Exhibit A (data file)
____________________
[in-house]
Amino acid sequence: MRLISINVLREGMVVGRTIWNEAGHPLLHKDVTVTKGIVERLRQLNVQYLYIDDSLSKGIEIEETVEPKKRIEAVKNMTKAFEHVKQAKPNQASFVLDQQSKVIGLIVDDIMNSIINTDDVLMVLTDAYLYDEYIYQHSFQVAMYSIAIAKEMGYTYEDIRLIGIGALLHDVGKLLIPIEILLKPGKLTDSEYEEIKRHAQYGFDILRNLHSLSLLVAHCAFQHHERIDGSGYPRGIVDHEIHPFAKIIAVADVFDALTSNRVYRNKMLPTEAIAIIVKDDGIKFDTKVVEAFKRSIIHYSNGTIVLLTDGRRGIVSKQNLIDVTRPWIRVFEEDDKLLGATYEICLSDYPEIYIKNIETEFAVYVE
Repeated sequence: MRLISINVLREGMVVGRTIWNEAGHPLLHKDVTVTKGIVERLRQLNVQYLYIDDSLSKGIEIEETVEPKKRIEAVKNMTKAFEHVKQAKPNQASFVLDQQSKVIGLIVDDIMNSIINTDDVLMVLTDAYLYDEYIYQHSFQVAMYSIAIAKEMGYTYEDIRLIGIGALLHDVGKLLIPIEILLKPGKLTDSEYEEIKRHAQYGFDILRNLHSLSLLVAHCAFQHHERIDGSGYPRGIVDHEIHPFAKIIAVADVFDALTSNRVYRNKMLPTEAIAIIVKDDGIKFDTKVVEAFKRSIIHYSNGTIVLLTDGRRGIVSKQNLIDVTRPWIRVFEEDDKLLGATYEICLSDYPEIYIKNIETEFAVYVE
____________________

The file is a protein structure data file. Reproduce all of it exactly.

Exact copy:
[in-house]
Amino acid sequence: MRLISINVLREGMVVGRTIWNEAGHPLLHKDVTVTKGIVERLRQLNVQYLYIDDSLSKGIEIEETVEPKKRIEAVKNMTKAFEHVKQAKPNQASFVLDQQSKVIGLIVDDIMNSIINTDDVLMVLTDAYLYDEYIYQHSFQVAMYSIAIAKEMGYTYEDIRLIGIGALLHDVGKLLIPIEILLKPGKLTDSEYEEIKRHAQYGFDILRNLHSLSLLVAHCAFQHHERIDGSGYPRGIVDHEIHPFAKIIAVADVFDALTSNRVYRNKMLPTEAIAIIVKDDGIKFDTKVVEAFKRSIIHYSNGTIVLLTDGRRGIVSKQNLIDVTRPWIRVFEEDDKLLGATYEICLSDYPEIYIKNIETEFAVYVE
Repeated sequence: MRLISINVLREGMVVGRTIWNEAGHPLLHKDVTVTKGIVERLRQLNVQYLYIDDSLSKGIEIEETVEPKKRIEAVKNMTKAFEHVKQAKPNQASFVLDQQSKVIGLIVDDIMNSIINTDDVLMVLTDAYLYDEYIYQHSFQVAMYSIAIAKEMGYTYEDIRLIGIGALLHDVGKLLIPIEILLKPGKLTDSEYEEIKRHAQYGFDILRNLHSLSLLVAHCAFQHHERIDGSGYPRGIVDHEIHPFAKIIAVADVFDALTSNRVYRNKMLPTEAIAIIVKDDGIKFDTKVVEAFKRSIIHYSNGTIVLLTDGRRGIVSKQNLIDVTRPWIRVFEEDDKLLGATYEICLSDYPEIYIKNIETEFAVYVE